Follow
Share
This question has been closed for answers. Ask a New Question.
Find Care & Housing
Please note 2018 tax law changes need to be incorporated into planning. So consulting before filing for Medicaid makes sense as tax law treatment can change at any time congress passes legislation. Heed the deficit, change it’s a comin....
Helpful Answer (0)
Report

If they are set up to pay a dividend, then they will be BOTH an asset and income for the Medicaid application. Dividends usually paid quarterly so you’ll probably need to get a letter from the brokerage house that determines daily amortization for the income section of the Medicaid application.

If their not paying dividends, then their assets and will need to be determined as to value and sold. I’m not 100%+ certain on this but I don’t think stocks - even if low value & under the 2k asset max - can be held as an exempt asset for Medicaid. They have to be sold as they cannot be made to be a Medicaid compliant exempt asset.

Really imo dealing with stocks, annuities, settlements, sell offs are not really DIY plus there’s likely to be tax issues as well. Really take some of your $ and find a solid, experienced elder law att to go over your situation so all is correct for how Medicaid evaluates applications for your state and get your stuff sold ASAP so you can get all done & gone within this tax year for IRS filing.
Helpful Answer (0)
Report
MACinCT Oct 2018
IF the person is in memory care or a nursing home it is considered a medical expense which a good tax accountant can find. My mom is in memory care. Her insurance, copays and rent has deductions in the 40% range and she pays 0 taxes. Taxes from dividends are not as high as other sources of income.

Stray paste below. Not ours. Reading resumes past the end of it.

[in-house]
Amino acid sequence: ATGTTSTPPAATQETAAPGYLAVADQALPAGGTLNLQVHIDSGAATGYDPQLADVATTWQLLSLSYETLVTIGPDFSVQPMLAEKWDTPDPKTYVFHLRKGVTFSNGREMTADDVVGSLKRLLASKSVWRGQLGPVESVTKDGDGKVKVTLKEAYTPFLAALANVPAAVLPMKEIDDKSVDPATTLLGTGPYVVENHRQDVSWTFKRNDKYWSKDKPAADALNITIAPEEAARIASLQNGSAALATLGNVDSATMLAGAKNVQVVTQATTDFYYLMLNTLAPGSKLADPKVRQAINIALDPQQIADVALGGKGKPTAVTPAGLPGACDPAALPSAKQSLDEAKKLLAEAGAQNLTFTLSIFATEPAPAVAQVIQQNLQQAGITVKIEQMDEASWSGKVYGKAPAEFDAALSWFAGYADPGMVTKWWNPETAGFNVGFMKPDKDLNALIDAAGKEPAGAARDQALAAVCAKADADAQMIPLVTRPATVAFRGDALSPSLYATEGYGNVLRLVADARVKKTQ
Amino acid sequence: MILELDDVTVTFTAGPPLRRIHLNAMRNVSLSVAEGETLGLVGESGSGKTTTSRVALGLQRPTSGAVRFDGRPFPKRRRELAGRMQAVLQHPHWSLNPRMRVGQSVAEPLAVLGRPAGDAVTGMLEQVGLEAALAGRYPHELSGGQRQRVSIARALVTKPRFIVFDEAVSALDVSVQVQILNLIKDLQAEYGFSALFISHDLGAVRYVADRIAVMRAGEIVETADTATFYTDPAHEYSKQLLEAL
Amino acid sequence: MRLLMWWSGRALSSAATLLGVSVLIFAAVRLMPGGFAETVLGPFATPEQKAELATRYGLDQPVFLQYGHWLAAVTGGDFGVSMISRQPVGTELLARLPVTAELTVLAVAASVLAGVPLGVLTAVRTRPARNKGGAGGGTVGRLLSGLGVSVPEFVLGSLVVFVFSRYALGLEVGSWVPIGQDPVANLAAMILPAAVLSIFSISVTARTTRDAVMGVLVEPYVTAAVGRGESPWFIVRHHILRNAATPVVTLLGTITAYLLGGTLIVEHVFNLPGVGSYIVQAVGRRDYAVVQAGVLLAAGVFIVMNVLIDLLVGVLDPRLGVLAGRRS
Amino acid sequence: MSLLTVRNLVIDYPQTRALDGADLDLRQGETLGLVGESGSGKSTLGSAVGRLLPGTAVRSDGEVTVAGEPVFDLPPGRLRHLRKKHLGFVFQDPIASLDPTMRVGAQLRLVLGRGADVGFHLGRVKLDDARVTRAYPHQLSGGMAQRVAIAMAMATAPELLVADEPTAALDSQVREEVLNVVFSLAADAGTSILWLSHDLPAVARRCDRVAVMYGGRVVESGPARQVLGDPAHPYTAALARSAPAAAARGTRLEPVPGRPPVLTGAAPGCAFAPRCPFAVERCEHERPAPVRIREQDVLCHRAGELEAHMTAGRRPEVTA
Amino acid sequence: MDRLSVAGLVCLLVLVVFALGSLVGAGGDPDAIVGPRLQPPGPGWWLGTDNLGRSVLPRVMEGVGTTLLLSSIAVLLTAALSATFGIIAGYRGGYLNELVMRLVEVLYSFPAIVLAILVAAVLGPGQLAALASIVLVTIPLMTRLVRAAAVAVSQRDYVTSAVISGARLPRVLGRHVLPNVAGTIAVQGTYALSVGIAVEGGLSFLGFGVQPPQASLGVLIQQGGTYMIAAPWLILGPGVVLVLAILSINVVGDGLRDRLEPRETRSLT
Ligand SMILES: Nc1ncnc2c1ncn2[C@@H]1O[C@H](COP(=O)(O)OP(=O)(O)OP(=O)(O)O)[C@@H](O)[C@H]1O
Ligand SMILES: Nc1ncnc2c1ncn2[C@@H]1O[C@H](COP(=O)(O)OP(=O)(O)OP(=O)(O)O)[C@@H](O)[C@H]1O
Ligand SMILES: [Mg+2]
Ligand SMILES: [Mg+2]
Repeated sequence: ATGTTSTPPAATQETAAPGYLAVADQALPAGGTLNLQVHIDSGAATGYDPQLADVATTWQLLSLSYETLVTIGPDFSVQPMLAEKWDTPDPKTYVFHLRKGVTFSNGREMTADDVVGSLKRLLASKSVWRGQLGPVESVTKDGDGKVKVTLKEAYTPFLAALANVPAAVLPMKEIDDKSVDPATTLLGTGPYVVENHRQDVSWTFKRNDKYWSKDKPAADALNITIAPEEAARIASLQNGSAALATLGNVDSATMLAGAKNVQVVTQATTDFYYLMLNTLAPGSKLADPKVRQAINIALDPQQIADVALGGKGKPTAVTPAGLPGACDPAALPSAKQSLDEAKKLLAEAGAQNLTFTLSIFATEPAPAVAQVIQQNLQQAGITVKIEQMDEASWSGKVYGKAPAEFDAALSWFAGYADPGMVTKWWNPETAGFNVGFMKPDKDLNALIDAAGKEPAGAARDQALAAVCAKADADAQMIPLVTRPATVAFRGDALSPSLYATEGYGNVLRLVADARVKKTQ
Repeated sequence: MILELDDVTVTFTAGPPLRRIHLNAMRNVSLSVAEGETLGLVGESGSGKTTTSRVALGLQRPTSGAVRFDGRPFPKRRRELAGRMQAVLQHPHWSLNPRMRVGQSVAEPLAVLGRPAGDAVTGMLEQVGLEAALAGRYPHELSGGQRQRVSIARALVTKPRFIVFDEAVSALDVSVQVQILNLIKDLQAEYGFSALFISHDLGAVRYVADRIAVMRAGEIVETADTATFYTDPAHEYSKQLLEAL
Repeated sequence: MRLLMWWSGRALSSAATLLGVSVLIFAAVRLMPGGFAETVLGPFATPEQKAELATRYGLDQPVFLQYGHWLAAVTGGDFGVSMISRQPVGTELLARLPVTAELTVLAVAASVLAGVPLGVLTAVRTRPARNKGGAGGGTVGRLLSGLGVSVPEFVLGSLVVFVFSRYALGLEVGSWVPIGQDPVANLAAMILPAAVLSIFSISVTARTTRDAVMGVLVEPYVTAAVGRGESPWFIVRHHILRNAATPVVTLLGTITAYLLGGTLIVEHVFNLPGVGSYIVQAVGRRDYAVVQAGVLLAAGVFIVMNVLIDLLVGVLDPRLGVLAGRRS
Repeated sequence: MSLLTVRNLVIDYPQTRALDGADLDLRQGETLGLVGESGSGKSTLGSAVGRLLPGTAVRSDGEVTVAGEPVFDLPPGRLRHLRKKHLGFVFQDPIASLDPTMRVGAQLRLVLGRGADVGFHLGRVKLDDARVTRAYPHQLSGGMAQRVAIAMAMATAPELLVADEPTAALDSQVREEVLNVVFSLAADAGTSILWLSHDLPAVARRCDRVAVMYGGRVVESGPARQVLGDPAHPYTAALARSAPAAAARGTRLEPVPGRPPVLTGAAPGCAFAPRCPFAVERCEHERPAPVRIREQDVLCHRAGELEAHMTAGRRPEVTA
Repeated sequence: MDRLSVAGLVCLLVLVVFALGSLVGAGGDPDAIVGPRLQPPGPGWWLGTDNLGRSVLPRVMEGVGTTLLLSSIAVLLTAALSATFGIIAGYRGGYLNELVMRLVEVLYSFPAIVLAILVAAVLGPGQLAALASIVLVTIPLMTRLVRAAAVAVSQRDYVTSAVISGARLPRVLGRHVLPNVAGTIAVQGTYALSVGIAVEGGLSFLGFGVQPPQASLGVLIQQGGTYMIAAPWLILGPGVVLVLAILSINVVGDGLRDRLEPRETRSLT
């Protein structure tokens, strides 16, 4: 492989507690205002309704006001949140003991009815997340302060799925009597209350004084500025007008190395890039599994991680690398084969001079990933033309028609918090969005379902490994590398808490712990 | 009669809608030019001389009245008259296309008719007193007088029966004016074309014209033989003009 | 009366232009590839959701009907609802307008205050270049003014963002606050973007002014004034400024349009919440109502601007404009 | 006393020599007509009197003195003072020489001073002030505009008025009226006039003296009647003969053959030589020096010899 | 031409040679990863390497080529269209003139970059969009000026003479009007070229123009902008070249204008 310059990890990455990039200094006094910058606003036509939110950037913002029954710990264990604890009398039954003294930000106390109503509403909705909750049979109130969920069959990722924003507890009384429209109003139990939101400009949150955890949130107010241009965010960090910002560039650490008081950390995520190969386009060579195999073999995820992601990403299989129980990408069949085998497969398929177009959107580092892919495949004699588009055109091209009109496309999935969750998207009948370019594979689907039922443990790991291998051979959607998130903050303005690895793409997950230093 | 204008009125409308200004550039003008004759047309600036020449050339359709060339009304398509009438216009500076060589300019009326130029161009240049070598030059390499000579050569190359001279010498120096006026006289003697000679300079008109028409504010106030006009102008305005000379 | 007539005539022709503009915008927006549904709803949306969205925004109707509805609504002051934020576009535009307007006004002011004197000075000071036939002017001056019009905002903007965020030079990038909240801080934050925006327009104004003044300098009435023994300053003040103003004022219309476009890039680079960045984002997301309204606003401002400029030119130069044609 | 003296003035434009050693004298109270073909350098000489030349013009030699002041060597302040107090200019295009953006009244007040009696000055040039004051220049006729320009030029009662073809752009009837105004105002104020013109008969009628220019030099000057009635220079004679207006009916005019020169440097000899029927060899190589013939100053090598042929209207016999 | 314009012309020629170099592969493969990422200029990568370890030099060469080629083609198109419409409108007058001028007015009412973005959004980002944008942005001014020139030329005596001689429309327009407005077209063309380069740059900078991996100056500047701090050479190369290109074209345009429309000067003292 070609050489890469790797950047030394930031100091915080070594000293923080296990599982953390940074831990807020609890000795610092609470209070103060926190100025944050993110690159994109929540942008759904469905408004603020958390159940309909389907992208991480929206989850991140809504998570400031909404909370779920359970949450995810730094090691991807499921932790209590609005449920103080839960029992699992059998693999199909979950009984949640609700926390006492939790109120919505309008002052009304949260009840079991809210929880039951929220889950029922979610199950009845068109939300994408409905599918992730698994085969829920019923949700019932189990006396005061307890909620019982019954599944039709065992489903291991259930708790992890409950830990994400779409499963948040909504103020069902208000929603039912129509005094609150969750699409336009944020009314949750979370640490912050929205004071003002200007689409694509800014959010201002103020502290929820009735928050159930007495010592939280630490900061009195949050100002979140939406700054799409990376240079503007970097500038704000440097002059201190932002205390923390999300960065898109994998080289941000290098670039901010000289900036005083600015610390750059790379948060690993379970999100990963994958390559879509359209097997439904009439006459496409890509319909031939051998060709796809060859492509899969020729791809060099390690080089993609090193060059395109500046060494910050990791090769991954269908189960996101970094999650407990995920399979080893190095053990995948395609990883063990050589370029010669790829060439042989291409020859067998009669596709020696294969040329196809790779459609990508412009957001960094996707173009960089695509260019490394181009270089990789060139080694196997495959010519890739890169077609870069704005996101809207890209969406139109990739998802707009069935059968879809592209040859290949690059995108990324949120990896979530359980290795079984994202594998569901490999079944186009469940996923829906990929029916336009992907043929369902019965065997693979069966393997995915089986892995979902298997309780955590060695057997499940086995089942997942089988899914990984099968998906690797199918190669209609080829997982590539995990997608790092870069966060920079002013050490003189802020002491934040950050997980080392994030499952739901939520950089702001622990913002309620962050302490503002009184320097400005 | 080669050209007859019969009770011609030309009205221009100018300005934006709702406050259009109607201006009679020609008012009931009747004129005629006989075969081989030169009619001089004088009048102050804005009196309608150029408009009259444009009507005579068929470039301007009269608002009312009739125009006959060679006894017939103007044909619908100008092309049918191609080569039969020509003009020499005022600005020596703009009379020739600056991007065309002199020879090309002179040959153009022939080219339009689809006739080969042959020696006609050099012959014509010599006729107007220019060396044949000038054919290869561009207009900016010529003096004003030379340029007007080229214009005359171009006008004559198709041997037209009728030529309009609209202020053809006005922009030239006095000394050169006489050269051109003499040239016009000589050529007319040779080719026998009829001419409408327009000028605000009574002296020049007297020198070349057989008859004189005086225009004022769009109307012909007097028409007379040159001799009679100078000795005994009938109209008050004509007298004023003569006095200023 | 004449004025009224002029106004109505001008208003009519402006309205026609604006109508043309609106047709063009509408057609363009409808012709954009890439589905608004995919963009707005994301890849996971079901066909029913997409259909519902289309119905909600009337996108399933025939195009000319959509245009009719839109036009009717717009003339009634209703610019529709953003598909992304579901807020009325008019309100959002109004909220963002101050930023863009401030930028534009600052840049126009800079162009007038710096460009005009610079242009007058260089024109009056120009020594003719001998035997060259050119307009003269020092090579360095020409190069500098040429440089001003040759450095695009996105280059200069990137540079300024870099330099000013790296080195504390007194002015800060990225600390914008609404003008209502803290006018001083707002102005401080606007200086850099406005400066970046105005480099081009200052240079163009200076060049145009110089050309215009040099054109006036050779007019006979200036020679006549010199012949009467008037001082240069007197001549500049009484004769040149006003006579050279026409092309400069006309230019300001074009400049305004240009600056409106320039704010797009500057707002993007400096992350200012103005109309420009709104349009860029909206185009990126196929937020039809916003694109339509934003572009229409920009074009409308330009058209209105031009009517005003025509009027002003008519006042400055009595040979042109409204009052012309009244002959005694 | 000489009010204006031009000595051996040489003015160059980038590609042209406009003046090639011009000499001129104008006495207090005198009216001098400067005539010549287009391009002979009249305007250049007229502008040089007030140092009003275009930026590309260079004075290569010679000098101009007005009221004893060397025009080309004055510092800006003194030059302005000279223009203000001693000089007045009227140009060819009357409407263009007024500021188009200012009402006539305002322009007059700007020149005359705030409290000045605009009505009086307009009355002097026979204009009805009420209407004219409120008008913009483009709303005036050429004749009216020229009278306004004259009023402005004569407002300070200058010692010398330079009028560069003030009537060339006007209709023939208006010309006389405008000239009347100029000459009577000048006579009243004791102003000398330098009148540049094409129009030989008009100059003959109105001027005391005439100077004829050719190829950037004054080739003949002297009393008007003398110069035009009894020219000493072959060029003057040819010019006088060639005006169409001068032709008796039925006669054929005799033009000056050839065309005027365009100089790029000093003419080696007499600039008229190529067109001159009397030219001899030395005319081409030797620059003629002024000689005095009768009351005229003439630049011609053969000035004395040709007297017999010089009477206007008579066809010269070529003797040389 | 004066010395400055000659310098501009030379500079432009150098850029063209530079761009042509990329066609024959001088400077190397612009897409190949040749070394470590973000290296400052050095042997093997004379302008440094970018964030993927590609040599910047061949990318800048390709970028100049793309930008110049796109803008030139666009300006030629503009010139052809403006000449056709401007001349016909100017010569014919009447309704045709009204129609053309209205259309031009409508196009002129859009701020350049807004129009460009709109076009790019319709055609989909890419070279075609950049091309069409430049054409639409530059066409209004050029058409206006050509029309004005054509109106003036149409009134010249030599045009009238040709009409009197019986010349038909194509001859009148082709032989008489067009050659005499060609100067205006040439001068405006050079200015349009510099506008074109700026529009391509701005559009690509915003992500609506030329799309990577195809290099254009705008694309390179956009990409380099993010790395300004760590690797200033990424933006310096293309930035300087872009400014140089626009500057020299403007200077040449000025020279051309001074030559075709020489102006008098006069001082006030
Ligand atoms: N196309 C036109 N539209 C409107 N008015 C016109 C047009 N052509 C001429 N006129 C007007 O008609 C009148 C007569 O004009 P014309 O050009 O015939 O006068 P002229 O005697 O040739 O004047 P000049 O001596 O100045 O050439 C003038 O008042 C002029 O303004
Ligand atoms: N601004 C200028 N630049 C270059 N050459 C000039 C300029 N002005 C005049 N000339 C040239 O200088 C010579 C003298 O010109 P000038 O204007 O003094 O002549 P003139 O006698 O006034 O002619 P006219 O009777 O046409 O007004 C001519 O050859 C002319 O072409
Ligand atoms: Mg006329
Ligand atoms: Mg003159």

(0)
Report
Yes they are, as are shares, bonds and insurance policies that have cash in value. Employer owned policies don't count. Any checking or savings accounts with her name on it are considered hers. Annuities depending how they are written.
Helpful Answer (0)
Report

They are counted as assetts. I am currently selling shares to continue paying mom's expenses beyond her SS. You will be rejected until the value of her assets gets to $2000. If you do not report them in the application and it is found out, then it is considered fraud. BarbBrooklyn did contribute. Also if there is a joint tenency you should consult a professional. Remember that these assets you mention can be used for professional fees for the person
Helpful Answer (1)
Report

Stocks are assets, which also provide income. You will need to look at both assets and income for Medicaid eligibility.
Helpful Answer (2)
Report

Are they owned by the person applying? If yes, then they are an asset and are counted.

If there is a spouse who will remain in the home, consult an eldercare attorney.
Helpful Answer (1)
Report

This question has been closed for answers. Ask a New Question.

Ask a Question

Subscribe to
Our Newsletter